While I was visiting Germany over the long weekend, this stomach-turning story broke and made a bit of a splash, and understandably so. The German government's top official on combating anti-semitism has recommended that Jews take steps to hide their religious and ethnic heritage while in public, in order to prevent hate crimes and incidents against them (update: under fierce criticism, the official has reversed course). This would be a stunning admonition coming from any senior figure in Berlin, but it's particularly galling and alarming coming from the man explicitly charged with fighting anti-Jewish bigotry in a nation with an exceptionally dark history on the subject. Against this grisly backdrop in particular, it's impossible to frame these comments as anything other than a victim-blaming disgrace:
Germany’s government commissioner on antisemitism has warned Jews about the potential dangers of wearing the traditional kippah cap in the face of rising anti-Jewish attacks. “I cannot advise Jews to wear the kippah everywhere all the time in Germany,” Felix Klein said in an interview published Saturday by the Funke regional press group. In issuing the warning, he said he had “alas, changed my mind (on the subject) compared to previously.” Klein, whose post was created last year, cited “the lifting of inhibitions and the uncouthness which is on the rise in society” as factors behind a rising incidence of antisemitism...Klein’s comments came just weeks after Berlin’s top legal expert on antisemitism said the issue remains entrenched in German society...Antisemitic crimes rose by 20% in Germany last year, according to interior ministry data...The arrival in parliament of the far-right AfD has also contributed to the change in atmosphere, as has the arrival of more than a million asylum seekers, many from Muslim countries such as Syria, Afghanistan or Iraq. Klein said that while the far-right was to blame for the vast majority of antisemitic crime, it was apparent that some Muslims were also influenced by watching certain television channels “which transmit a dreadful image of Israel and Jews”.
Israel's government has responded with an appropriate dose of stunned horror:
Israeli President Reuven Rivlin said on Sunday that the warning to Jews on the dangers of wearing the kippah were a “capitulation to anti-Semitism” and evidence Jews were unsafe there. Rivlin said Klein’s remarks “shocked” him, and while appreciating the German government’s “commitment to the Jewish community,” accused it of bowing to those targeting Jews in Germany. “Fears about the security of German Jews are a capitulation to anti-Semitism and an admittance that, again, Jews are not safe on German soil,” he said. “We will never submit, will never lower our gaze and will never react to anti-Semitism with defeatism - and expect and demand our allies act in the same way,” he said.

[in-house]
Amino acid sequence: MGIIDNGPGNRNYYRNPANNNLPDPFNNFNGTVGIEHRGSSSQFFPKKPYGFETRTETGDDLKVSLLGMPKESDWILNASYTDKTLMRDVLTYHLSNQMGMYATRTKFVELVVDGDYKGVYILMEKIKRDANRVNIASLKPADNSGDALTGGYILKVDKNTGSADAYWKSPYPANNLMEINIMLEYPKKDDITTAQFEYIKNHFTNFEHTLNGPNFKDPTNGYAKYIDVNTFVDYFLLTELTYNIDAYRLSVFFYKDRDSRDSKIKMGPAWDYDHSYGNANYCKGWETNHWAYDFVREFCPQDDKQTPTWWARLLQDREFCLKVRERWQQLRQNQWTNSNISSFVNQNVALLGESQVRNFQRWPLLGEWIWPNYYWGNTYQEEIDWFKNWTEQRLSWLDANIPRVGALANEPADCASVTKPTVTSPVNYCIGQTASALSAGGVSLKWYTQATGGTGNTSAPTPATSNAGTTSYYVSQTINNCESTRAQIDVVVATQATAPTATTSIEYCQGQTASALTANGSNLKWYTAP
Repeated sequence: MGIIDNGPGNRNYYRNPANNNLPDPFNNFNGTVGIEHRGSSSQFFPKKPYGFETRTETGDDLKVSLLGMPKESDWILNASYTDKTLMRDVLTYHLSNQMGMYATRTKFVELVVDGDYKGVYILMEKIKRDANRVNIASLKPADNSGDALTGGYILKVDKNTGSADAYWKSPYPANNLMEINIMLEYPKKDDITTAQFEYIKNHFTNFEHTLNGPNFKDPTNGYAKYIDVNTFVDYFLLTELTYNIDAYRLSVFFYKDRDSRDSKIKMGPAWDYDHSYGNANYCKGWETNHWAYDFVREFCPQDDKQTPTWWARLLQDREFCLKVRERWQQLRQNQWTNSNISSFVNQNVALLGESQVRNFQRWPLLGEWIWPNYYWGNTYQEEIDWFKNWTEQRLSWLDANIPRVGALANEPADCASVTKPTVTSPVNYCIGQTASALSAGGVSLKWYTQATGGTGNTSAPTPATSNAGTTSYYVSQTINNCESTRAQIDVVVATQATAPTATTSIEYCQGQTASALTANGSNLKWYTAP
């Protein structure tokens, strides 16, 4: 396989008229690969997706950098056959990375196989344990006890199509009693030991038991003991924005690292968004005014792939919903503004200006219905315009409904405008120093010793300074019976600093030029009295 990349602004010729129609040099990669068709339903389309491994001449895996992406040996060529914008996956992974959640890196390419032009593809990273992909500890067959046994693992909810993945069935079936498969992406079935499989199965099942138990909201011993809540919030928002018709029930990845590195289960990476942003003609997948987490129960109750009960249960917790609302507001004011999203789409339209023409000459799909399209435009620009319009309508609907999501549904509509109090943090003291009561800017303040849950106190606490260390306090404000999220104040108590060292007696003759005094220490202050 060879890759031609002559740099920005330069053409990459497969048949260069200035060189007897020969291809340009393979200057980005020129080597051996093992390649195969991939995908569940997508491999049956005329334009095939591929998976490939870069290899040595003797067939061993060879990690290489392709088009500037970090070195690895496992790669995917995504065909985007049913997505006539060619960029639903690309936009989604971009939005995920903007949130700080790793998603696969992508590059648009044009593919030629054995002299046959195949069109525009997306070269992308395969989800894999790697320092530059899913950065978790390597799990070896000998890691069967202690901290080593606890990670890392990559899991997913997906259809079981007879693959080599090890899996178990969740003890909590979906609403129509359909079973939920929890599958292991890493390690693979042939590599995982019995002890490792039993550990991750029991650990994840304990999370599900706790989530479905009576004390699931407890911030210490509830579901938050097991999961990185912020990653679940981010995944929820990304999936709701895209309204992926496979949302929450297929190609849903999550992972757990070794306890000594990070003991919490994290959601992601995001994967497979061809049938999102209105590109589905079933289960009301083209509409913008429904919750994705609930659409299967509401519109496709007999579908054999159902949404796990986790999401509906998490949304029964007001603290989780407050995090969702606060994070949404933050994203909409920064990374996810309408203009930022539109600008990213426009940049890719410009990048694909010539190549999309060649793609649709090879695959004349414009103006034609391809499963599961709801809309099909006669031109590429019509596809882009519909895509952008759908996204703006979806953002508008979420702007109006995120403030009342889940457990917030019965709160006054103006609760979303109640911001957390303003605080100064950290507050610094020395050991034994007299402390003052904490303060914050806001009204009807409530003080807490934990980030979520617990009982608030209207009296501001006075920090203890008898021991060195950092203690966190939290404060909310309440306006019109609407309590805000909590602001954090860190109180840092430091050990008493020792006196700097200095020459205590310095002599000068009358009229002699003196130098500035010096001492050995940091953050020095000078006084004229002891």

Last year, Israeli Prime Minister Benjamin Netanyahu cited a CNN survey of European attitudes, attacking the far Left and Islamists for their contributions to anti-Semitic sentiment on the continent. The poll showed that "over one-fifth of them believe that Jewish people have too much influence in finance and politics, while over a third admitted that they knew nothing at all or “just a little” about the Nazi regime’s murder of six million Jews during World War II," according to the Times of Israel. "Nearly one in four said Jews had too much influence in conflict and wars around the world, the survey found." Just over half of those polled said that Israel has a right to exist as a Jewish state -- with an alarming number of people blaming Jews and Israel for anti-Semitism, and many vastly overestimating the Jewish population in their home countries:
Regarding Israel, 54% of Europeans said Israel has a right to exist as a Jewish state, and the figure jumped to two-thirds in Poland. Around a third of respondents said that criticism of Israel tends to be motivated by anti-Semitism, while 21.5% said it is not. Over a third, 35%, said that Israel uses the Holocaust to justify it actions, and half of those in Poland agreed. One in five disagreed. More than a quarter, 28%, said anti-Semitism in their countries was a response to the actions of Israel and 18% said anti-Semitism was a response to behavior by Jewish people...Respondents from minority groups tended to blame Israel and Jews for anti-Semitism... Estimations of Jewish populations were far off the mark, the CNN survey found. Two-thirds of respondents overestimated the percentage of the world that is Jewish, and the same for the fraction of the population in their own countries. A quarter of Hungarians guessed 20% of the world is Jewish, and one-fifth of British and Polish put the figure just as high. Overall, 16% of Europeans think that Jews make up more than 20% of the world’s population. In fact 0.2% of the world is Jewish according to Pew Research Center’s Global Religious Landscape study. Israel is the only country in the world that has a more than 2% Jewish population.
My host for the holiday weekend, US Ambassador to Germany Richard Grenell, responded to Klein's backwards recommendation with a call to solidarity and action -- urging Germans to show unity with their Jewish neighbors. This is exactly right:
The opposite is true. Wear your kippa. Wear your friend’s kippa. Borrow a kippa and wear it for our Jewish neighbors. Educate people that we are a diverse society. https://t.co/vd9nV9AvPG— Richard Grenell (@RichardGrenell) May 26, 2019
On a lighter, Grenell-related note, take a look at what's hanging in the foyer of his ambassadorial residence in Berlin:
Grenell tells me the piece was painted by an East German artist -- an admirer of the president -- who surprised him with the enormous portrait when he visited the house for dinner.
UPDATE - This is a wonderful response from Germany's largest newspaper: